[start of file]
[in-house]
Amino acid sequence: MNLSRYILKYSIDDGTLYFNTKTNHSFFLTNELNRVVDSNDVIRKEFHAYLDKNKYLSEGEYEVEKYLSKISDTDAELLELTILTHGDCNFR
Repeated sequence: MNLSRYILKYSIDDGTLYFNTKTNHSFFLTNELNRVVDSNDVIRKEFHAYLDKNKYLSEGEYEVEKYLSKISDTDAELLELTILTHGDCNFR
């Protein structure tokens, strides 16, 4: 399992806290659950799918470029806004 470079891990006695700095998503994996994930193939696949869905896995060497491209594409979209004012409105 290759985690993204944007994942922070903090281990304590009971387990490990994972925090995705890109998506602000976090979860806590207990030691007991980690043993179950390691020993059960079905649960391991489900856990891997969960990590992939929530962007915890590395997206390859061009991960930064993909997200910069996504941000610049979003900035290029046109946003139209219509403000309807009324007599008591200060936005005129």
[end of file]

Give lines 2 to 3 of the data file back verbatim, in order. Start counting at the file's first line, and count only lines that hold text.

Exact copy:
Amino acid sequence: MNLSRYILKYSIDDGTLYFNTKTNHSFFLTNELNRVVDSNDVIRKEFHAYLDKNKYLSEGEYEVEKYLSKISDTDAELLELTILTHGDCNFR
Repeated sequence: MNLSRYILKYSIDDGTLYFNTKTNHSFFLTNELNRVVDSNDVIRKEFHAYLDKNKYLSEGEYEVEKYLSKISDTDAELLELTILTHGDCNFR